Policy Breakdown: Spain's new Royal Decree-law 23/2020

While the ongoing Coronavirus pandemic may have initially looked like stalling the implementation of the European Green New Deal just months after its presentation, the Spanish government has already taken measures to ensure the sustainable economy is at the center of the government’s recovery plan for the Spanish economy. In its Royal Decree-law (RDL) 23/2020, the government laid out a series of regulations designed not only to boost the Spanish renewables sector, but also to ensure its recent period of rapid growth continues unimpeded. Below are some key points about this new set of regulatory changes any investor in Spanish renewables should know:

  • The new set of regulatory changes can be divided into four main initiatives
    • First, the Spanish government has cut red tape in the renewables sector, weeded out speculative projects, and established a new system by which renewables projects will be auctioned.
    • Second, the RDL expands the set of business models now considered part of the renewables market (meaning these will have faster access to the national energy grid as well as be subject to renewables market regulation). The two new models to be included are energy storage projects and hybridization projects.
    • Third, the government will encourage energy efficiency by improving the flexibility of the National Fund for Energy Efficiency which, among other measures, will allow for smaller enterprises to temporarily delay repayment of loans to the fund, given they face pandemic-related constraints.
    • Fourth, the government has undertaken a series of reforms, most of them easing financial restraints for renewable projects, that will ensure investor activity does not slow throughout the current pandemic.
  • Through the RDL, the government also reinforced its commitment to enacting policies in accordance with both the EU’s Just Transition Fund and the European Directive on Renewable Energy. In other words, the new set of measures are directly aligned with those of the EU’s Green New Deal and its guidelines for national governments.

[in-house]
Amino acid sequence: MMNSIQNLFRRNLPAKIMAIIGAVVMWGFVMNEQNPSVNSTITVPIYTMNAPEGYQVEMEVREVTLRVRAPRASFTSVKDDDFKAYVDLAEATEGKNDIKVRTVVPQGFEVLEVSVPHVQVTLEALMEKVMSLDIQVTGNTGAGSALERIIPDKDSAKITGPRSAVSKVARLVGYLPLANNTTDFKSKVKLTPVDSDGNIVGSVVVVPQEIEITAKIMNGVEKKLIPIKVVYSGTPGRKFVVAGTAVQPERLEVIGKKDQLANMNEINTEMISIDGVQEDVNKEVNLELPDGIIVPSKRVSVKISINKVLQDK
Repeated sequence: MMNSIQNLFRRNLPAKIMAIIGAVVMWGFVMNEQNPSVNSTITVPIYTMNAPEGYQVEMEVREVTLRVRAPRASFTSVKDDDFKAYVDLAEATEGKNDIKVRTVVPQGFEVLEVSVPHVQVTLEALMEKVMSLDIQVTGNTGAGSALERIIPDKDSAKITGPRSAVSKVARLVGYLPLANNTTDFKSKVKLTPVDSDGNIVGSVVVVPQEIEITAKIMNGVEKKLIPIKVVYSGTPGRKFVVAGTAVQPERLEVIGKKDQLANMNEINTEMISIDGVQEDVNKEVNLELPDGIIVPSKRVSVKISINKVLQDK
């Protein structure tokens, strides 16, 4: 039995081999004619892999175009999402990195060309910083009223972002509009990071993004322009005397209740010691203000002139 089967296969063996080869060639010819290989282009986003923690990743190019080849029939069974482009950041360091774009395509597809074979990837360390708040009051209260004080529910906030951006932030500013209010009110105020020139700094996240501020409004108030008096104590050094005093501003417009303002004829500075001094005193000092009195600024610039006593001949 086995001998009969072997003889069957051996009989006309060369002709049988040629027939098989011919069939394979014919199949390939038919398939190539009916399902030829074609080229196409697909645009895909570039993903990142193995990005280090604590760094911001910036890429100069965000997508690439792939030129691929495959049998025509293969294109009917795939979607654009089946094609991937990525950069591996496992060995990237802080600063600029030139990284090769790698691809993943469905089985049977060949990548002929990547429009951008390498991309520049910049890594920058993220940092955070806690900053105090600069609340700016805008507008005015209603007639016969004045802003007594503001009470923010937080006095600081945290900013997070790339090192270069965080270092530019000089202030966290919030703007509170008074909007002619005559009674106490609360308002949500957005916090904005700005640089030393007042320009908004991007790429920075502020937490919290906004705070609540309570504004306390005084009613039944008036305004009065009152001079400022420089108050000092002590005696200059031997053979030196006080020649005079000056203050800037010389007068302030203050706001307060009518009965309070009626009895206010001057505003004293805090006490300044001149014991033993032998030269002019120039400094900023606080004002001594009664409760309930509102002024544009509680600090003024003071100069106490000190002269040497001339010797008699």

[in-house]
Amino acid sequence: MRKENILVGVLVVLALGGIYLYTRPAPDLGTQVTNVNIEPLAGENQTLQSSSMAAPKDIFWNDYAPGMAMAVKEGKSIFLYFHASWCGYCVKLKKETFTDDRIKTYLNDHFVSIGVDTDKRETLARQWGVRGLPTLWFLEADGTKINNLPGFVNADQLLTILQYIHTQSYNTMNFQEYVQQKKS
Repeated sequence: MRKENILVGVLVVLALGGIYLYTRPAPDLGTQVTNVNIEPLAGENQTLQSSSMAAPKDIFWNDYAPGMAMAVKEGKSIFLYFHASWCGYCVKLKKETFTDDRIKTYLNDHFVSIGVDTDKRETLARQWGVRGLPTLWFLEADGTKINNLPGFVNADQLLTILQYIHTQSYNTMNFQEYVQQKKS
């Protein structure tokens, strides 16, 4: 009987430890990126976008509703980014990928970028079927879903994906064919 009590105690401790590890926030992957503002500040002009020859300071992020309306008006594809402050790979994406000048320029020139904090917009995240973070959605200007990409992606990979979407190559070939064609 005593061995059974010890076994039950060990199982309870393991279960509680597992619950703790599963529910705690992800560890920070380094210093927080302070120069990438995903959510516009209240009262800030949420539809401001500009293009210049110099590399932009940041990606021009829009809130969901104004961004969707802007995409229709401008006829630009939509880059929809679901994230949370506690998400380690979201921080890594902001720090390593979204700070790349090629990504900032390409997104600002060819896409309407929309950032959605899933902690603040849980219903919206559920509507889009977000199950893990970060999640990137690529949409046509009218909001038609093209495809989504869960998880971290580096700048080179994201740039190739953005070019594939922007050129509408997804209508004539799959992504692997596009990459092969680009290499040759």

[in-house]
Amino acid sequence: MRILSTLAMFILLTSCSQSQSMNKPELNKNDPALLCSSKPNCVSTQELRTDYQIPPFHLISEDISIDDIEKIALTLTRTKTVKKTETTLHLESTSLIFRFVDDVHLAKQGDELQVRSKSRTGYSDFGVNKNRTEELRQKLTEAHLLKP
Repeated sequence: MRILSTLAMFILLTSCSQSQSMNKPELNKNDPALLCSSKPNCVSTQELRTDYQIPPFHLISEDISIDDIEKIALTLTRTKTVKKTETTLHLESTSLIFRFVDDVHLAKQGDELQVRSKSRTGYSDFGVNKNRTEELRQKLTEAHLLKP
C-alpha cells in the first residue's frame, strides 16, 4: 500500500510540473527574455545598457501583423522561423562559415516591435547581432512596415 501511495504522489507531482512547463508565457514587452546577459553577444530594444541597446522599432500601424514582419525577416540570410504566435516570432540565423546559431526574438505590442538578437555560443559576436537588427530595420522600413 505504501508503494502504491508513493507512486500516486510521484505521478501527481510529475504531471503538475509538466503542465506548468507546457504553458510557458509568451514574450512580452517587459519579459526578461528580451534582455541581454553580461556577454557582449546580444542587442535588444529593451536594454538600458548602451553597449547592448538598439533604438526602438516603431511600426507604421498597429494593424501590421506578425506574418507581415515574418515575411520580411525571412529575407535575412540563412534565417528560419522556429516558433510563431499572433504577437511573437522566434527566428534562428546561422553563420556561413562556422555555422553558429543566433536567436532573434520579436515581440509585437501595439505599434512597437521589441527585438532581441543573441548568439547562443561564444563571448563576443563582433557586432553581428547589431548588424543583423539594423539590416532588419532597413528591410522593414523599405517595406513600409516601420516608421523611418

• The new energy auction system (about which readers can learn more here) also reflects the government’s commitment to ensuring the future success of the renewables industry. The new model for auctions creates a stricter set of administrative demands, while also allowing companies unable to meet those demands within three months to forego their authorization. Through these demands, the government expects to weed out speculators, thereby leaving more space on the energy grid for non-speculative projects. 
  • Smaller renewable projects will also be able to use any surplus profits from higher rates of remuneration (as set by the government) to plug any financial gaps resulting from the pandemic. Simultaneously, the RDL also ensures that renewable energy distributors and transporters will receive further funding, allowing them to both digitize and innovate upon their current systems.
  • Ultimately, the new RDL is yet another marker of the new era in which we find the Spanish renewables market—one where the Spanish government, backed by the EU, is working to put renewables at the center of the Spanish economy.

 To learn more about the Spanish government’s renewables policies, contact us at [email protected].